Travel restrictions have led many Americans to look for outdoor adventures in their own regions. This has created a spike in the number of people who are hiking and camping for the first time. The Washington Post reports a significant increase in sales of guidebooks and hiking books, and my own visits to MEC (a Canadian outdoor gear retailer) have revealed startlingly empty shelves that, staff members told me, are a result of people buying whatever they can to facilitate outdoor adventures.
This is a good thing, as long as people are following good wilderness etiquette. One of those rules is disposing of human excrement properly – a topic that’s understandably gross, and thus does not get discussed as openly as it should, considering how important it is. Leave No Trace issued guidelines this year in light of changing recreation patterns due to COVID-19 that addressed the problem of human waste, saying,
“In an attempt to understand local issues in our consistently changing scenery, we usually ask land managers, ‘What are the most common impacts you deal with?’ Nine times out of ten the response is, ‘Improper disposal of human waste is our number one issue.’ This is a sad realization. Improper disposal of human waste can contaminate water sources, is unsightly and can transmit disease between humans and animals.”
How Should You Do It?
First, do some research ahead of time. Find out if there are public toilets available where you’re going and if they’re open during the pandemic. Make sure you go to the bathroom before you leave home and don’t fill yourself up with too many liquids.
Second, pack the essential items. Anyone who’s hiking or camping should take along a small trowel, some WAG bags, a Ziplock bag, hand sanitizer, and toilet paper (unless you want to use leaves). With these items, you’re ready for any calls that nature might throw your way.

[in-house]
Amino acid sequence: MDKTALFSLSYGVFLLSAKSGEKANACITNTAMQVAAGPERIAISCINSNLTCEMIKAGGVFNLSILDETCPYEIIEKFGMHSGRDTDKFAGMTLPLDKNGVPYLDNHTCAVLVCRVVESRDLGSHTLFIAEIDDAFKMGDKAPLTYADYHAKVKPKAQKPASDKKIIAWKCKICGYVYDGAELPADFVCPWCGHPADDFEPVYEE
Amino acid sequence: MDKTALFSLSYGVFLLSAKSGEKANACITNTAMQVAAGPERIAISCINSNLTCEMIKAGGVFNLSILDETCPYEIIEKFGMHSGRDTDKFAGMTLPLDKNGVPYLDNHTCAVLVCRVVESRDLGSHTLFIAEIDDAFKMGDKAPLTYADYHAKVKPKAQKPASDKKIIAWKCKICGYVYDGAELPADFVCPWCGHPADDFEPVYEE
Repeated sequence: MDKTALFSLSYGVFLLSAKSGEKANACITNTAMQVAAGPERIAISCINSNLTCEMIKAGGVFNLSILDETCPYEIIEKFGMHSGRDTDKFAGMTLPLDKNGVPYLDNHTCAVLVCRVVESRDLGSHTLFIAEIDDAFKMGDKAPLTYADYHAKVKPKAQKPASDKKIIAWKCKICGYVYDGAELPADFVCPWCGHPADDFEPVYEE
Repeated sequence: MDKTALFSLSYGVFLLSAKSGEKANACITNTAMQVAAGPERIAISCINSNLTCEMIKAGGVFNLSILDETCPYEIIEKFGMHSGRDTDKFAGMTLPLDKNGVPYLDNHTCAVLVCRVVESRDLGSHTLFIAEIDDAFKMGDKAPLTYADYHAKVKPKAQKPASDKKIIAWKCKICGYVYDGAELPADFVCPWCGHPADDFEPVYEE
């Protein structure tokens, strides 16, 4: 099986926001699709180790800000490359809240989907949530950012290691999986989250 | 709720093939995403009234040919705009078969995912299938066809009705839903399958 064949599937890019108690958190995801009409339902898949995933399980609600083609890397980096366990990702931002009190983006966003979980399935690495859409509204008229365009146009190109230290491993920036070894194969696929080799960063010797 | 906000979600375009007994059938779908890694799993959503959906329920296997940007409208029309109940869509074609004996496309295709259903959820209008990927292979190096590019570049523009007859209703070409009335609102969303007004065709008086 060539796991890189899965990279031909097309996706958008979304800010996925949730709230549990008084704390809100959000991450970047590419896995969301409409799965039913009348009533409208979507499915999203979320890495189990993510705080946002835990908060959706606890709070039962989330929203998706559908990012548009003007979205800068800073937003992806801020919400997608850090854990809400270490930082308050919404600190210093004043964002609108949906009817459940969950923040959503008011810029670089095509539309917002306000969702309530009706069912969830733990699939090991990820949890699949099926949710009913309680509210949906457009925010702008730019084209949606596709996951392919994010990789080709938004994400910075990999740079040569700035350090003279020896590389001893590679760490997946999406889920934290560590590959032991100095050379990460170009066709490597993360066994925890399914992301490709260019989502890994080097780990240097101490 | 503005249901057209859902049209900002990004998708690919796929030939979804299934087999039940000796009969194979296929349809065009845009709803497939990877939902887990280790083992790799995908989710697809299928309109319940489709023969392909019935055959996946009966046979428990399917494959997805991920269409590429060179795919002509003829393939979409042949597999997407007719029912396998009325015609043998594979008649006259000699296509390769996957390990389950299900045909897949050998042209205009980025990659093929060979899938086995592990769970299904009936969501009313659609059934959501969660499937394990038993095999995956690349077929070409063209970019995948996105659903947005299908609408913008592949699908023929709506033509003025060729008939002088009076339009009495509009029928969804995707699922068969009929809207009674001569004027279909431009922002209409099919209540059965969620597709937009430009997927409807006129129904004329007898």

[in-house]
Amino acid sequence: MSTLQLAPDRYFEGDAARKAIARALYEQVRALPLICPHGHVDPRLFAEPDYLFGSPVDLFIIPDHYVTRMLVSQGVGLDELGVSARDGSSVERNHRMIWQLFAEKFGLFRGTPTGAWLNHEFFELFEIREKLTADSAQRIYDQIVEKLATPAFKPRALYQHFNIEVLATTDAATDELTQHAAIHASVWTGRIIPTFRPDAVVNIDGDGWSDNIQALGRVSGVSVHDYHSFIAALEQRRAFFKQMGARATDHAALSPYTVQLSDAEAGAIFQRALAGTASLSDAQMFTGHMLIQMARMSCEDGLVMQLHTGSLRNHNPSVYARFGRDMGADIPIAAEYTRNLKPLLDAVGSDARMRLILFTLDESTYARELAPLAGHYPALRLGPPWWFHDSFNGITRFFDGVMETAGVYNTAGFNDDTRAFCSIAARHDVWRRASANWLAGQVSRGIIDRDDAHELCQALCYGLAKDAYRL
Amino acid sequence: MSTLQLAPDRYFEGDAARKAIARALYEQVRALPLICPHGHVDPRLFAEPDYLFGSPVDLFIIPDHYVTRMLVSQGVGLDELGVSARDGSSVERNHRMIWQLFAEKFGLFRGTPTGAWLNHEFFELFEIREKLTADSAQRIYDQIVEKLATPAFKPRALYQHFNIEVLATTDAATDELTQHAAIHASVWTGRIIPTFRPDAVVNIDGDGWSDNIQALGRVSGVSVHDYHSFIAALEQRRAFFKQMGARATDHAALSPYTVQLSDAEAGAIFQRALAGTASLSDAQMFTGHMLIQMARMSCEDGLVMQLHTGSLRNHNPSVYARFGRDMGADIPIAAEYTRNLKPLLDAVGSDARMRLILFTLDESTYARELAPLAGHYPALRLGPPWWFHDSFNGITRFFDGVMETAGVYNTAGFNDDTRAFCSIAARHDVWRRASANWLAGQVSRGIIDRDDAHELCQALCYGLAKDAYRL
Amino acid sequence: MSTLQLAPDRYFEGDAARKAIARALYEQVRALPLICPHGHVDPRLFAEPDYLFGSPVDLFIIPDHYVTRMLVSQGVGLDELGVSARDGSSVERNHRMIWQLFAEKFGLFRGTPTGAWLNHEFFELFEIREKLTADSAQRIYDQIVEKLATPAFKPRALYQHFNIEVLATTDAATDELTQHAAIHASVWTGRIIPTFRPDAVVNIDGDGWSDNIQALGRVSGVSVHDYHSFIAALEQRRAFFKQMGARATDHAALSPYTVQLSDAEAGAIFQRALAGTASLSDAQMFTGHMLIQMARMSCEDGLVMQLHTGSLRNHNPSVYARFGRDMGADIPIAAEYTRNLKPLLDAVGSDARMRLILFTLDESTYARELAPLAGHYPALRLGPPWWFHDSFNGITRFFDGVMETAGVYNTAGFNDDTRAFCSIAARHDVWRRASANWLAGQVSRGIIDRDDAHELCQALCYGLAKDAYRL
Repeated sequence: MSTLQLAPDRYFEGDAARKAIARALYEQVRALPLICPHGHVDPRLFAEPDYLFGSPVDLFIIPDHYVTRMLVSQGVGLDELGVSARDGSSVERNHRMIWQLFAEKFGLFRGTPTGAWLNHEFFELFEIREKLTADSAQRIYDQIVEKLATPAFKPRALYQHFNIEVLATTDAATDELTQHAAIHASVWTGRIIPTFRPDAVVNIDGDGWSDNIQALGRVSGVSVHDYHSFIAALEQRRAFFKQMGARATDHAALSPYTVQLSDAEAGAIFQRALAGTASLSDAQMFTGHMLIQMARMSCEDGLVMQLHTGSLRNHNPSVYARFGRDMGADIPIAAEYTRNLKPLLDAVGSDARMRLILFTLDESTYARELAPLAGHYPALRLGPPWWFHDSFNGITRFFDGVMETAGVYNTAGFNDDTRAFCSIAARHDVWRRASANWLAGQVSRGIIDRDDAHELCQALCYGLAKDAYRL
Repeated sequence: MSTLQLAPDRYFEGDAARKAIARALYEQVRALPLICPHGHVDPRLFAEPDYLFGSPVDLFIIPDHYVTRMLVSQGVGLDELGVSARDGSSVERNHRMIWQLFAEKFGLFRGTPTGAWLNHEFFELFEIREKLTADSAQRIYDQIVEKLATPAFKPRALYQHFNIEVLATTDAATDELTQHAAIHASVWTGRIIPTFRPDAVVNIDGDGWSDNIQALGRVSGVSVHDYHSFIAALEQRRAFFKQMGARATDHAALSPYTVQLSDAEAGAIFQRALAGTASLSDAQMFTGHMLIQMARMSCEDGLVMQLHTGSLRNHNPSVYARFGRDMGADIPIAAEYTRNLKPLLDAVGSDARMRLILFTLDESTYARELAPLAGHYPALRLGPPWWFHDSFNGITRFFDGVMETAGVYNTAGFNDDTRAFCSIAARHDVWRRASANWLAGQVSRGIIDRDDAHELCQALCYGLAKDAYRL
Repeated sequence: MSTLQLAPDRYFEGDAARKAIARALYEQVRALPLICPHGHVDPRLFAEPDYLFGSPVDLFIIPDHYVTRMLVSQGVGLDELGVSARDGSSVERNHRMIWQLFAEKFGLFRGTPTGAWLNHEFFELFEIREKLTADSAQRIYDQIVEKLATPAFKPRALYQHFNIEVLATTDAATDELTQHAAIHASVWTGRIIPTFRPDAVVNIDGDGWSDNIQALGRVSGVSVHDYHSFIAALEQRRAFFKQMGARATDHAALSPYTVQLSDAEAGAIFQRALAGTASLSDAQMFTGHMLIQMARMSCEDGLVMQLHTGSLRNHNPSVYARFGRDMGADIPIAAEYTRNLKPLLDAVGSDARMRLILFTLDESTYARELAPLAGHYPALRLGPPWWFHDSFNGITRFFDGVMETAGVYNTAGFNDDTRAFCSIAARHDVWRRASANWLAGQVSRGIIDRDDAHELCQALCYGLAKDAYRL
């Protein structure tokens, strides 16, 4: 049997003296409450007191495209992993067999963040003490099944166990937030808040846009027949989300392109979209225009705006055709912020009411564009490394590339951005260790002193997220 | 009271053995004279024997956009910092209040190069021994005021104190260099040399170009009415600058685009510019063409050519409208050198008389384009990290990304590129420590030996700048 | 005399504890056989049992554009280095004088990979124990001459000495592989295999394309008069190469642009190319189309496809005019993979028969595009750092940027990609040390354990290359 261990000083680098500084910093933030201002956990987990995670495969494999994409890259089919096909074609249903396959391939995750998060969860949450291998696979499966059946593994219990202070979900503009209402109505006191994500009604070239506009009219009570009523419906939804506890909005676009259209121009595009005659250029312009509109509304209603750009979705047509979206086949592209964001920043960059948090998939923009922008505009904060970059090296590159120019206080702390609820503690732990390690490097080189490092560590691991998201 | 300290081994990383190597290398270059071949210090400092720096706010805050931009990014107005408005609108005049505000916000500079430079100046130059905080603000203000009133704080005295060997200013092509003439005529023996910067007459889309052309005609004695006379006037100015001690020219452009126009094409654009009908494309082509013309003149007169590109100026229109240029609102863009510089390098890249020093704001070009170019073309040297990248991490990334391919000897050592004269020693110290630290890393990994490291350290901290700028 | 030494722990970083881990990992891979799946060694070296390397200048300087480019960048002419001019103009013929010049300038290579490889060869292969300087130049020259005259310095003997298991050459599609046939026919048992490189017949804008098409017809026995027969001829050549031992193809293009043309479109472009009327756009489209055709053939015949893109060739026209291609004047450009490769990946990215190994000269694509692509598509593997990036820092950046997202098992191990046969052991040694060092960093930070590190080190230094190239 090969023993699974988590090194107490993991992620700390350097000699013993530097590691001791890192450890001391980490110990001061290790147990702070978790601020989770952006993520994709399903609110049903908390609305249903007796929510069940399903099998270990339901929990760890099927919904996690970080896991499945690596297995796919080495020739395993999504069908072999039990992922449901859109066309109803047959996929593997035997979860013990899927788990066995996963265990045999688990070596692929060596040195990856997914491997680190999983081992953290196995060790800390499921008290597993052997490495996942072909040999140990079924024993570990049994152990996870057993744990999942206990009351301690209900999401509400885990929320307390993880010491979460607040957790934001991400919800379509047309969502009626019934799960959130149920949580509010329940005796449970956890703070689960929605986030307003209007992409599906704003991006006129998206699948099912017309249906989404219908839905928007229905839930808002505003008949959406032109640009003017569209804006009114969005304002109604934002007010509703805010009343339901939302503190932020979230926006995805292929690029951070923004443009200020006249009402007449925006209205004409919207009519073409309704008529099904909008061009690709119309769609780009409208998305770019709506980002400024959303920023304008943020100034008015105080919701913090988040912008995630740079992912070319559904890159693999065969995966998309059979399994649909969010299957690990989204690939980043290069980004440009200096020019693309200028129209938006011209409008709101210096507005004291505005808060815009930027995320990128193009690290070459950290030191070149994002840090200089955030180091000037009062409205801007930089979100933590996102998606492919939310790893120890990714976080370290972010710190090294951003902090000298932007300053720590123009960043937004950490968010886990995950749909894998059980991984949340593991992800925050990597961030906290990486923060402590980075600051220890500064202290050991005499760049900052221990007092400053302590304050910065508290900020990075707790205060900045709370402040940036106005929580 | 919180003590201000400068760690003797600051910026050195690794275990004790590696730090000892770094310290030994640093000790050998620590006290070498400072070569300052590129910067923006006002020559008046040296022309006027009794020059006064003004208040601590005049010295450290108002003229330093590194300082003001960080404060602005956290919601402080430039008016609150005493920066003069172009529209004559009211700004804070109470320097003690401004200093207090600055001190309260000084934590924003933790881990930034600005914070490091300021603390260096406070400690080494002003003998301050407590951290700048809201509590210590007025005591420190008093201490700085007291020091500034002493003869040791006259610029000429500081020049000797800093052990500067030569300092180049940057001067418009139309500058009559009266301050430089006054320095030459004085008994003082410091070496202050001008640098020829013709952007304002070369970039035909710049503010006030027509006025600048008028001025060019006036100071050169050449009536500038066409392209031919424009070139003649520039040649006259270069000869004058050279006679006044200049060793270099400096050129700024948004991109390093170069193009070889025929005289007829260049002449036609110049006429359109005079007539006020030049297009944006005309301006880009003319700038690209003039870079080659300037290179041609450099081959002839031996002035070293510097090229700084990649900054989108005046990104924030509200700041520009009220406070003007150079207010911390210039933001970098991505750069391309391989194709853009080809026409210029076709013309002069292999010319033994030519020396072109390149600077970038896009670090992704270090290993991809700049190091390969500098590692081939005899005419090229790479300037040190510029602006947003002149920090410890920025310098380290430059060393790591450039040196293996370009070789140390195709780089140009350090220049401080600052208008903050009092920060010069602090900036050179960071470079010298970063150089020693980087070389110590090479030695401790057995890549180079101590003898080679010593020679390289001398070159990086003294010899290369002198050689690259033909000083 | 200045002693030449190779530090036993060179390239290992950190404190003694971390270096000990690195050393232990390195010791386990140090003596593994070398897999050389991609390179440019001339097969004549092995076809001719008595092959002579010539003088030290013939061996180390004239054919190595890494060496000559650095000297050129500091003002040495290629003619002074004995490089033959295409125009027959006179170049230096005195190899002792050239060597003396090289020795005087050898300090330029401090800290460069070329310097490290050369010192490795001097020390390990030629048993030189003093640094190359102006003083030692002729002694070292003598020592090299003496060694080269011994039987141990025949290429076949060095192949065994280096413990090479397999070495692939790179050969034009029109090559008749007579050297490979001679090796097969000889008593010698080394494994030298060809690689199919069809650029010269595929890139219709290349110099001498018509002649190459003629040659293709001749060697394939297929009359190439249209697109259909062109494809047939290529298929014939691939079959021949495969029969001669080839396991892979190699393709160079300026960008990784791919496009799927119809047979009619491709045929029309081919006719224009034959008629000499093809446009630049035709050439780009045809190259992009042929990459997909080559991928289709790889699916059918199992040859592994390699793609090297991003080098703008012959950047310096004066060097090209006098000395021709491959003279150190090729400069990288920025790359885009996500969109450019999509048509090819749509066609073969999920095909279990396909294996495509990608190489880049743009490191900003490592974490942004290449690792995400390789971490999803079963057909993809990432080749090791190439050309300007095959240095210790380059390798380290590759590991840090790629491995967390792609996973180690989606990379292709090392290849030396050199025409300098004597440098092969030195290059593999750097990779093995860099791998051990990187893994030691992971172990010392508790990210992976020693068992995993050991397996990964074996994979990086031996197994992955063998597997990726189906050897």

When you feel a number two coming on and there is no toilet nearby, choose a location that is private and away from any trails or campsites. It should be at least 200 feet (equivalent to 70 big steps) from any water source.
If the ground is soft, use the trowel to dig a cathole 6 to 8 inches deep. (If you’re in the desert, this hole can shallower, only 4 to 6 inches deep.) It may be helpful to dig your hole next to a tree that you can hold on to while squatting to do your business.
If the ground is hard, you’ll use a WAG bag to collect the waste. These bags, which can purchased from outfitters and online, are leakproof and contain “chemical crystals that gel human waste and render it inert, allowing you to properly dispose of it in a garbage can.” You squat over the bag and then seal it up. It gets packed out for proper disposal after your trip is done.
If you’re feeling adventurous, wipe yourself with carefully-selected leaves (avoid waxy coatings, as these don’t do a good job and are one characteristic of poison ivy), but bringing toilet paper from home is a safer bet. Do not bury the toilet paper in the hole, as it takes a long time to biodegrade. Always pack it out in the Ziploc bag you’re hopefully carrying. (For pee breaks, I suggest you check out the Kula Cloth, which is a cool piece of reusable/washable toilet paper.)
Fill in the hole with the trowel and mark the spot with a stick or a circle of rocks so that no one else opts to dig in the same spot. Sanitize your hands thoroughly, or return to camp for a good soap-and-water scrubbing.
Several camping websites make a playful suggestion for traveling with friends or children: Create a ranking system for your squats, based on the quality of the view, how comfortable you felt, and whether or not you “witnessed a miracle in nature.” From Hipcamp’s writeup, “If you can nail a perfect score in all three categories, then you, my friend, have mastered the beauty that is going to the bathroom in the outdoors.”